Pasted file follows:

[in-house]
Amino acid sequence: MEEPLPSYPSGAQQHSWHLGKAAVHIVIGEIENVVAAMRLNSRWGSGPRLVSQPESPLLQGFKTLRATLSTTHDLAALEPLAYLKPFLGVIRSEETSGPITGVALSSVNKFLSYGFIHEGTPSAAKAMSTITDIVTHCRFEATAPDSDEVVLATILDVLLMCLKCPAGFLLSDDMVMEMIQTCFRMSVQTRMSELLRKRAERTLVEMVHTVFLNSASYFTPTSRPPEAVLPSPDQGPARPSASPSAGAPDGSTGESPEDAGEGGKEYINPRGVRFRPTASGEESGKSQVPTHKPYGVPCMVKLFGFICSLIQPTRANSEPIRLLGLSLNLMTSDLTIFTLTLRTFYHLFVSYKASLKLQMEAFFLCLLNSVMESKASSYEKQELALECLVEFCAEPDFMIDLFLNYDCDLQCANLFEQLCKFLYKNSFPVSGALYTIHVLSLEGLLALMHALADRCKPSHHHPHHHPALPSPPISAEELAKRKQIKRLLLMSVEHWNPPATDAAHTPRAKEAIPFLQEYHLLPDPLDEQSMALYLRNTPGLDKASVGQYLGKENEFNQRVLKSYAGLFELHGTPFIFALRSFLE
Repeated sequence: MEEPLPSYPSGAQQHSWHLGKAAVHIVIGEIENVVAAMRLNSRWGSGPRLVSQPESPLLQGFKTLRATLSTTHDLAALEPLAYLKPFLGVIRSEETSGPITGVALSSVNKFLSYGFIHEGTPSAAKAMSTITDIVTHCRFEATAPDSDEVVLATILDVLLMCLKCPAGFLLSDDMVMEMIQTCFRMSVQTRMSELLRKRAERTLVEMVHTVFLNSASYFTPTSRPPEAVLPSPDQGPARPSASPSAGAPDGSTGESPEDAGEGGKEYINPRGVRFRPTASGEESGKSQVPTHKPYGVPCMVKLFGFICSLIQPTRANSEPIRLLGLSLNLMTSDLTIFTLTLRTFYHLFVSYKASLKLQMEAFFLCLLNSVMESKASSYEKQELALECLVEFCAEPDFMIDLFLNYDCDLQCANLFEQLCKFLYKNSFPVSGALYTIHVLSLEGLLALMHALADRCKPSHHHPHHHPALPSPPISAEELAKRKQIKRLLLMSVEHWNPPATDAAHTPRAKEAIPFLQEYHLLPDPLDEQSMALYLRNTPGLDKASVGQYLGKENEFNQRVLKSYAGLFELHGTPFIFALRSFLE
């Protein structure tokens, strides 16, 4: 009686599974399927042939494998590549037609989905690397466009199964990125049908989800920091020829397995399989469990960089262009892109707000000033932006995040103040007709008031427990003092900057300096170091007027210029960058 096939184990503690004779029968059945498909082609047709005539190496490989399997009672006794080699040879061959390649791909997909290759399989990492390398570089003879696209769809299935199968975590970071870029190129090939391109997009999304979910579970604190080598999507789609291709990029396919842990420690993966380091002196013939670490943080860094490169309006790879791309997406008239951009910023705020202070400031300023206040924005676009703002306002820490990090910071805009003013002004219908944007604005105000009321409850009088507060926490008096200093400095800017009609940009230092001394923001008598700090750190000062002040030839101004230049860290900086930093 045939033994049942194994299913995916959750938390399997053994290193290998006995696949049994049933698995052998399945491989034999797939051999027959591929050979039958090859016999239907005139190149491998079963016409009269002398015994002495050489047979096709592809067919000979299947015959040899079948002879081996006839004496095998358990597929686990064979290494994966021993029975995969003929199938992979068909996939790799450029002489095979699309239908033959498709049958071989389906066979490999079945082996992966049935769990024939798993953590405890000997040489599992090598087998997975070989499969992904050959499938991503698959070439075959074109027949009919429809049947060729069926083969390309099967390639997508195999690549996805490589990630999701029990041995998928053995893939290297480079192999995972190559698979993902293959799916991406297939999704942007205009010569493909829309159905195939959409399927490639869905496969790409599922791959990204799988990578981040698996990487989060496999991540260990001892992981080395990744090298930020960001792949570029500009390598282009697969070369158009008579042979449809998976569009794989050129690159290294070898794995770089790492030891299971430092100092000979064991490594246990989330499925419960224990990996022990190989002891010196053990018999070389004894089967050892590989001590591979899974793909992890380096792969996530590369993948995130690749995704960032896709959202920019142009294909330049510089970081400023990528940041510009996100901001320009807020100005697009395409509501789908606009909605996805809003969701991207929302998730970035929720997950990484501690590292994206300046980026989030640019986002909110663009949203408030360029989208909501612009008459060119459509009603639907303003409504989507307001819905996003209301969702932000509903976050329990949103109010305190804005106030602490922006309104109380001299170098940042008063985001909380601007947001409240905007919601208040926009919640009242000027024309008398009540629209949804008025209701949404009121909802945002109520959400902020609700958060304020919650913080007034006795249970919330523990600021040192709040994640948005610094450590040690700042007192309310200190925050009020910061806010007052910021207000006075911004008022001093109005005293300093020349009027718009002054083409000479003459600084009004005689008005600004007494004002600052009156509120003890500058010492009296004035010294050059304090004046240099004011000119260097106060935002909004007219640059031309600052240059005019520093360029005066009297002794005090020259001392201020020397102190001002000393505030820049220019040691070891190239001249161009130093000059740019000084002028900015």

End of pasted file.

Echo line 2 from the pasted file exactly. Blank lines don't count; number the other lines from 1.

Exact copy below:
Amino acid sequence: MEEPLPSYPSGAQQHSWHLGKAAVHIVIGEIENVVAAMRLNSRWGSGPRLVSQPESPLLQGFKTLRATLSTTHDLAALEPLAYLKPFLGVIRSEETSGPITGVALSSVNKFLSYGFIHEGTPSAAKAMSTITDIVTHCRFEATAPDSDEVVLATILDVLLMCLKCPAGFLLSDDMVMEMIQTCFRMSVQTRMSELLRKRAERTLVEMVHTVFLNSASYFTPTSRPPEAVLPSPDQGPARPSASPSAGAPDGSTGESPEDAGEGGKEYINPRGVRFRPTASGEESGKSQVPTHKPYGVPCMVKLFGFICSLIQPTRANSEPIRLLGLSLNLMTSDLTIFTLTLRTFYHLFVSYKASLKLQMEAFFLCLLNSVMESKASSYEKQELALECLVEFCAEPDFMIDLFLNYDCDLQCANLFEQLCKFLYKNSFPVSGALYTIHVLSLEGLLALMHALADRCKPSHHHPHHHPALPSPPISAEELAKRKQIKRLLLMSVEHWNPPATDAAHTPRAKEAIPFLQEYHLLPDPLDEQSMALYLRNTPGLDKASVGQYLGKENEFNQRVLKSYAGLFELHGTPFIFALRSFLE